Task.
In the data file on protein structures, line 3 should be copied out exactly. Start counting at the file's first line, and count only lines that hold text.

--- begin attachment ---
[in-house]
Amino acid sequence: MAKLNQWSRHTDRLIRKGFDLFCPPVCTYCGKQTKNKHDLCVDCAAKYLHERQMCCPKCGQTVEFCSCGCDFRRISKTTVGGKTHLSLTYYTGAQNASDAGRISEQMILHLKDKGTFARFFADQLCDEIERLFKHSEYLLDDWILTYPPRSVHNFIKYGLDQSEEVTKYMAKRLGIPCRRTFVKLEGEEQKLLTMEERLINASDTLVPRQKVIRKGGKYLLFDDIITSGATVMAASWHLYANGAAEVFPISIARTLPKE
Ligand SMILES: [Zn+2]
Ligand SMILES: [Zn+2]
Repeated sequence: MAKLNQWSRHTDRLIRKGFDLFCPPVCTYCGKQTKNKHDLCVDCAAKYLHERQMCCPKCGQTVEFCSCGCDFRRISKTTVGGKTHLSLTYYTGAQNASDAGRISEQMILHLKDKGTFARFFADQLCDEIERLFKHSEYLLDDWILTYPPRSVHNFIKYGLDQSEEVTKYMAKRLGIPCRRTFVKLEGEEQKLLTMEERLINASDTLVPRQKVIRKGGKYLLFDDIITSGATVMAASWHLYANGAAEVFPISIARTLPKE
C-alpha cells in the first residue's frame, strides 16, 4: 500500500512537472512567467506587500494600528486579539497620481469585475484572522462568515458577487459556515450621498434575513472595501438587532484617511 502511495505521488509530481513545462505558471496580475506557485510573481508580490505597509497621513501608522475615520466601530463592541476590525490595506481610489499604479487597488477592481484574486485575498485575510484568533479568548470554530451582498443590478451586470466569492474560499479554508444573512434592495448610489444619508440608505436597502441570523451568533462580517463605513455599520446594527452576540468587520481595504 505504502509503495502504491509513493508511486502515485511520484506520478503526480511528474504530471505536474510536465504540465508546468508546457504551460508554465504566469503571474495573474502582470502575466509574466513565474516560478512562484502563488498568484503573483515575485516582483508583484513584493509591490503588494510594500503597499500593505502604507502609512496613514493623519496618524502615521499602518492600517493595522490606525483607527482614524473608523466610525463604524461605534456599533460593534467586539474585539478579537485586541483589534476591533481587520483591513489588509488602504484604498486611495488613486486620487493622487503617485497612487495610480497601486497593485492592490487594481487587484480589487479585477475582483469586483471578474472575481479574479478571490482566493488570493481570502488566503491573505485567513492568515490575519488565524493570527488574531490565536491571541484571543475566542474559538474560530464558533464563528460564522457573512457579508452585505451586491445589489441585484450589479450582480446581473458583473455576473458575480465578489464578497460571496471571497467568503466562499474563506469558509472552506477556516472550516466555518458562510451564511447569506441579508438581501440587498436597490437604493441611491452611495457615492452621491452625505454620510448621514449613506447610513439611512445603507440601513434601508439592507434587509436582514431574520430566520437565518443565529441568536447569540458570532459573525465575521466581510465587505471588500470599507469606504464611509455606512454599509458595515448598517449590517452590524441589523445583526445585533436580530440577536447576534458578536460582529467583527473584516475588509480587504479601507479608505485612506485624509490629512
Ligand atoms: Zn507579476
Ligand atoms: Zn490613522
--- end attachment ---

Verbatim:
Ligand SMILES: [Zn+2]